Chris Coleman’s verdict on Sunderland’s defensive woes and why he wants a ‘right tear-up’ against Brentford

Chris Coleman.
Chris Coleman.
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Chris Coleman has challenged his Sunderland players to take ownership of their performances and ‘tear it up’ against Brentford this afternoon.

The Black Cats desperately need to end their dire run of form against the Bees and having salvaged a point against Bristol City last weekend, Coleman wants to see his players on the front foot right from the off.

He said: “Sometimes managers and coaches, probably we think we are a bit more important than we are and we end up taking ownership away from the players.

“When I’m standing on the touchline bawling and shouting, they can’t hear what I am saying half the time.

“And if players pass messages on to those on the far side, it is probably watered down quite a bit.

“Where we are, there’s no chance of us hiding for 90 minutes of a football match and then coming away with three points.

“It’s never going to happen. We are always going to get slapped.

“The other way is just going for it and having a right tear-up,” he added.

“That’s a much better feeling. Even if you come away and you didn’t get the win, you still feel that it is a better performance if there was fight, there was grit, and you didn’t crumble.

“It’s all down to being positive and getting your frame of mind right.

“We work all week from Monday to Friday, but you have to put it into practice on a Saturday.

“When you find yourself 1-0 down to a soft set-piece after five minutes, that’s when the anger sets in because you work all week and then give a goal away like that.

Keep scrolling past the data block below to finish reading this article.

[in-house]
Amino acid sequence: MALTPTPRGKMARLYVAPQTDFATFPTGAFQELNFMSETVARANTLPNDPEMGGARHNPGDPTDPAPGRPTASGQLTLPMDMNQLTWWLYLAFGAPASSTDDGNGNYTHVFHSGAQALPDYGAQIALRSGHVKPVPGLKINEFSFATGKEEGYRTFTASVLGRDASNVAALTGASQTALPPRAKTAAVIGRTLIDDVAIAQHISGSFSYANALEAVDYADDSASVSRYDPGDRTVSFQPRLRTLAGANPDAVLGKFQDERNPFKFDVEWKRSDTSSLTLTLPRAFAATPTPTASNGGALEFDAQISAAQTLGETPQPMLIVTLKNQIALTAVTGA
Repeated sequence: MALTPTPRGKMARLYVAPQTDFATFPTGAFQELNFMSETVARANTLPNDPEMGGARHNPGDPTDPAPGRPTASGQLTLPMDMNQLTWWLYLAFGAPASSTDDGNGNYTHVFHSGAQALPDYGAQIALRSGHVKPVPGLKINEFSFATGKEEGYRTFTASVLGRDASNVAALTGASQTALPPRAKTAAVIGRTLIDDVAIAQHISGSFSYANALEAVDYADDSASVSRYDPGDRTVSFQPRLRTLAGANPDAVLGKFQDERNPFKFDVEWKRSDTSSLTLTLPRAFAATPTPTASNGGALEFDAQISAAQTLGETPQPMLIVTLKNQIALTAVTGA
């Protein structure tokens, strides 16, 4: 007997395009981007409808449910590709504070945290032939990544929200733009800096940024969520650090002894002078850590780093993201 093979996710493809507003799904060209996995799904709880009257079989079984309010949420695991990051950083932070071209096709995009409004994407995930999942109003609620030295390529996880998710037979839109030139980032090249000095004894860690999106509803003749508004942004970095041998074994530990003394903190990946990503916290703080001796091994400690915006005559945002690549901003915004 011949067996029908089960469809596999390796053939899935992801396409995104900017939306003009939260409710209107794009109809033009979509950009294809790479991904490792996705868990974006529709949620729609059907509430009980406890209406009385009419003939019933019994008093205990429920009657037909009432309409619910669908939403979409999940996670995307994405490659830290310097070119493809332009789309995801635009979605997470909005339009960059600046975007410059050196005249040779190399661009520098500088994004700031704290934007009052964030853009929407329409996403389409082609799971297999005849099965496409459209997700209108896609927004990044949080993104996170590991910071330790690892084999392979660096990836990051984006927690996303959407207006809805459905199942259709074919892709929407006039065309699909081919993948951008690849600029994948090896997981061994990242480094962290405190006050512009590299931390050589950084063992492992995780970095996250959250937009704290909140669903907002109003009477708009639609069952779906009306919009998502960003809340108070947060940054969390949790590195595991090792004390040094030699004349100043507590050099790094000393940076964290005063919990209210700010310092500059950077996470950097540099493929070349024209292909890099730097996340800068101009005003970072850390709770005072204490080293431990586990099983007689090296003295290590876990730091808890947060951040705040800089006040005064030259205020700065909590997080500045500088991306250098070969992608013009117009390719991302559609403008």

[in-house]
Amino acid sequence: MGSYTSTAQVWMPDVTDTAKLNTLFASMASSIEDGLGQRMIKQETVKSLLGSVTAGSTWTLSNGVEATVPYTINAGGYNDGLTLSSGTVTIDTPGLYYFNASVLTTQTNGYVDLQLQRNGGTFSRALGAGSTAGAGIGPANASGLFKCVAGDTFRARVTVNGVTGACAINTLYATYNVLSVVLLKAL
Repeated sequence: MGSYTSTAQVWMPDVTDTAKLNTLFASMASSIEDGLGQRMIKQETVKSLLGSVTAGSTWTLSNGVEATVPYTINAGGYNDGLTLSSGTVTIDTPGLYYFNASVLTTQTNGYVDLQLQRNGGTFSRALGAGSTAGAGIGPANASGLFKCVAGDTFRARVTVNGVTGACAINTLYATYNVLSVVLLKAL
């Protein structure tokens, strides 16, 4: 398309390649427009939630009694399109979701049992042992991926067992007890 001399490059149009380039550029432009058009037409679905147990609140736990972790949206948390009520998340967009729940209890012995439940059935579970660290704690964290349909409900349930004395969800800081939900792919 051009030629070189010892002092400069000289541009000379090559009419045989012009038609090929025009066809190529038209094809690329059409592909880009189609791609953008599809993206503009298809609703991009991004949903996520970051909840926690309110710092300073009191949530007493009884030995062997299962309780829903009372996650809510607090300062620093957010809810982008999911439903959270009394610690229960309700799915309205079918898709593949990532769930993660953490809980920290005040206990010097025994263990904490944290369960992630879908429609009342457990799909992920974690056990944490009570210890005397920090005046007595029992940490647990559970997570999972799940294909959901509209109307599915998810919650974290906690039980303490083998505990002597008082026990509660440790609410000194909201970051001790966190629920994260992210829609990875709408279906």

“And when it happens three games in a row – Birmingham, Ipswich, and then Bristol – the anger and the frustration is compounded.”

Sunderland’s defensive woes have continued in recent weeks and Coleman insists that only with a change of mentality can the players get back to keeping clean sheets and winning games.

He said: “It’s frustrating. If you look at the first five minutes (against Bristol City), we conceded a set-play, it was a floated ball into the box – not a vicious delivery or anything – and we didn’t defend it properly and they scored.

“We get back to 3-3 and they are putting long throws and free-kicks into the box, and you see the different intent that we showed.

“How does that happen? What is the difference when you compare the first five minutes to the last five minutes?

“You can have one person in the box against five when the ball comes in, and if that one person really wants to go and win the ball, he will go and win it. “End of story.

“I never put extra pressure on the players, but the difference is intent.

“From the first minute to the last, you really have to want to defend.

“That’s just state of mind.

“When we have got clean sheets, like at Wolverhampton with 10 men, it comes down to state of mind.

“It wasn’t because of formation or tactics, it was state of mind.

“When you defend a set-play like we did in the first five minutes at Bristol and go 1-0 down, all the vibrations are negative.

“Five minutes gone and we are 1-0 down already. Again.

“However, when you are defending the other way and knocking each other out of the way to get to the ball, that sends really positive vibrations through the team. There is real intent there.”